A young designer from the Royal College of Art in London, Revital
Cohen, described a world in which animals might replace the machines
and medical devices keeping many humans alive. She spoke to an
audience attending the Expo, Design Indaba in Cape Town, South Africa
at the end of February. Her presentation was about her "Life
Support Project."

Ms. Cohen's proposal is to use transgenic animals, those who are genetically designed for certain purposes, for food or sport or as medical subjects, as life support for humans with disabling conditions after the animals retire from their original purposes.

One example Ms. Cohen discussed was the use of greyhounds as a
possible respiratory assistance dogs. As a greyhound bred to race is
trained to chases a lure, spends up to five years chasing that lure,
and is then generally euthanized, why not train the dog as a
respiratory assistant instead of killing the dog? Citing that a
greyhound with his large chest and need for exercise is well suited to
this job, the dog would also not succumb to separation anxiety because
he would be a constant companion to the person depending on him for his
life.

 

 

 

Another possibility Ms. Cohen proposed is to use a sheep as a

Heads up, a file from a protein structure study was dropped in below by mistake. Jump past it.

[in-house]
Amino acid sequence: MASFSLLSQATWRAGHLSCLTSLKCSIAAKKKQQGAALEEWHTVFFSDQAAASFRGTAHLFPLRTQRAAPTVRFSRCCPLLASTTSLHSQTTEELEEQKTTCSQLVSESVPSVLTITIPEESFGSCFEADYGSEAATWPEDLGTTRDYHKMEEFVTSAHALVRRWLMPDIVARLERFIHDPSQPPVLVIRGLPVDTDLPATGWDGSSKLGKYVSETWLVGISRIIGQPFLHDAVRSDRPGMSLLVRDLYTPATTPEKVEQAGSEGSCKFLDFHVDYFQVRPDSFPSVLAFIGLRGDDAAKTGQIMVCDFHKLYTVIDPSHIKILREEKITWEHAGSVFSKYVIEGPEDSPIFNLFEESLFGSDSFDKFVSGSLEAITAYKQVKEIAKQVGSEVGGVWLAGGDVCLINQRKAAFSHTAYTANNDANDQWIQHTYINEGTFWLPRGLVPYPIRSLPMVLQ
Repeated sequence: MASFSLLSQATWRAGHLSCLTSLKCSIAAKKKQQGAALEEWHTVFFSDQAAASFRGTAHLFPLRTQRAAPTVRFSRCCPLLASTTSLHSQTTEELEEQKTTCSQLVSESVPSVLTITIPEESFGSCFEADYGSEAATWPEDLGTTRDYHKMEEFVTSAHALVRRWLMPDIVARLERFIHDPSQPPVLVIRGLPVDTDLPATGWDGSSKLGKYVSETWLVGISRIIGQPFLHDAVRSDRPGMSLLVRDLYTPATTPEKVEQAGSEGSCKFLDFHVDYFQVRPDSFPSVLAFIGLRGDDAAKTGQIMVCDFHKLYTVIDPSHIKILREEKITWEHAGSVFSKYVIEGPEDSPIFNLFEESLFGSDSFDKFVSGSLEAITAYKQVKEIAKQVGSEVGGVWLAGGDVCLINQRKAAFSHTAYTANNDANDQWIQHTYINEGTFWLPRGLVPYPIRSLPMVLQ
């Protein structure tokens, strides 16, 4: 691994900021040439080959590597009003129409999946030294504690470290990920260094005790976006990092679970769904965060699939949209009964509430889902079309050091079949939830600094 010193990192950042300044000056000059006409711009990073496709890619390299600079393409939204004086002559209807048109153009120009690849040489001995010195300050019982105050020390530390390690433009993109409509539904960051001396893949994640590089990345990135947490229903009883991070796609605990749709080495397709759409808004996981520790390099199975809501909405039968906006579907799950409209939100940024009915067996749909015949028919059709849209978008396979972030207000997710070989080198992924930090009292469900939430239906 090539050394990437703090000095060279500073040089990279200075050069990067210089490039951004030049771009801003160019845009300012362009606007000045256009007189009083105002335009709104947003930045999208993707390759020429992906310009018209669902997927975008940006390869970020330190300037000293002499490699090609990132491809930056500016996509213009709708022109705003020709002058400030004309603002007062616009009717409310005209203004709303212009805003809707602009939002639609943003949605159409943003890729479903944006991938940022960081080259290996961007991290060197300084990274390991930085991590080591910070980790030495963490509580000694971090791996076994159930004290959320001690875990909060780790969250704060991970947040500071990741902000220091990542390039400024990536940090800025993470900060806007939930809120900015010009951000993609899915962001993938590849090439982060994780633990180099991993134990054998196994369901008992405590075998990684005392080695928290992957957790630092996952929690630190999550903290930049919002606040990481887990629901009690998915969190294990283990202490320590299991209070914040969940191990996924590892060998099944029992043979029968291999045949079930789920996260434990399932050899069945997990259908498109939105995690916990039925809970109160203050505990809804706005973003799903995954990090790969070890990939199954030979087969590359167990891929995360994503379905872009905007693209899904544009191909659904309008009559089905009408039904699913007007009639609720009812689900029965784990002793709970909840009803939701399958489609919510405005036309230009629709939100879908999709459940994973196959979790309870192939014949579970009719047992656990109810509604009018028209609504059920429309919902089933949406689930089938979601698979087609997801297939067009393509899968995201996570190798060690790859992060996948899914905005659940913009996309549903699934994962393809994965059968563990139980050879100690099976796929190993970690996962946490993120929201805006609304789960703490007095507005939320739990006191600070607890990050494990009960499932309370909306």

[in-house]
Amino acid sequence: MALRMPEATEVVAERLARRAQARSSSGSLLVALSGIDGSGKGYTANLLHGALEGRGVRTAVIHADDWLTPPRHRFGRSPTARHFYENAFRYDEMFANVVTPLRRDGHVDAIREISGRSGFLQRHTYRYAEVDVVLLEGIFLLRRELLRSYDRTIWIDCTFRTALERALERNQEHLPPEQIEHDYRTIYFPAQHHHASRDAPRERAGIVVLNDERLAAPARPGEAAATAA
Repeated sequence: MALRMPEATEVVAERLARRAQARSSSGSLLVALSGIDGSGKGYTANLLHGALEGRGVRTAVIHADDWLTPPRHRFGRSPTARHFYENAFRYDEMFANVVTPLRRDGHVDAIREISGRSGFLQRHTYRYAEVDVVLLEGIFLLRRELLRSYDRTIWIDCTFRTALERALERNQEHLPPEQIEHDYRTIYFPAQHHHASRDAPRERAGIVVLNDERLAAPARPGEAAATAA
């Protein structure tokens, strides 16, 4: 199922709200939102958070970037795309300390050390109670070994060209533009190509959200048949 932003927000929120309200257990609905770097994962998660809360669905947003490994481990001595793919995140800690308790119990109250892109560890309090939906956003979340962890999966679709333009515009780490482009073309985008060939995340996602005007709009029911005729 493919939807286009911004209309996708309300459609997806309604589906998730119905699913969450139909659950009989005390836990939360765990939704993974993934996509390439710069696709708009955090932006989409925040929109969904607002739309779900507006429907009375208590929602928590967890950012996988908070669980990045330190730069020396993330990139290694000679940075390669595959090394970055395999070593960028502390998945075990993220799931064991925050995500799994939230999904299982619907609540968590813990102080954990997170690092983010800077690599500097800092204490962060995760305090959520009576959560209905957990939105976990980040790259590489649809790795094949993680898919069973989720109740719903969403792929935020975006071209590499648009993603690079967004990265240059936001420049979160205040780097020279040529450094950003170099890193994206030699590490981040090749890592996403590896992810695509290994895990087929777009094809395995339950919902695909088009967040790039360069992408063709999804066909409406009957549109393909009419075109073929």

"dialysis machine," first designing a sheep for that purpose , and then
connecting the sheep to a patient suffering from kidney failure via
"blood lines" to the patient. The sheep's kidney would cleanse the
blood, urinating its toxins, and return the cleansed blood to the
patient.

Ms. Cohen's primary goal seems to be to keep both the
patient and animal alive in the case of the greyhound, but mostly to
provide the patient with companionship in the case of the sheep, as the
sheep would have to be transgened specifically for the job of "dialysis
machine."

It's the opposite of biomimicry. Shall we call it technomimicry?

 

 

What are your thoughts about Ms. Cohen's Life Support Project?

 

via DeZeen (A portion of Revital Cohen's presentation is available on DeZeen)

 

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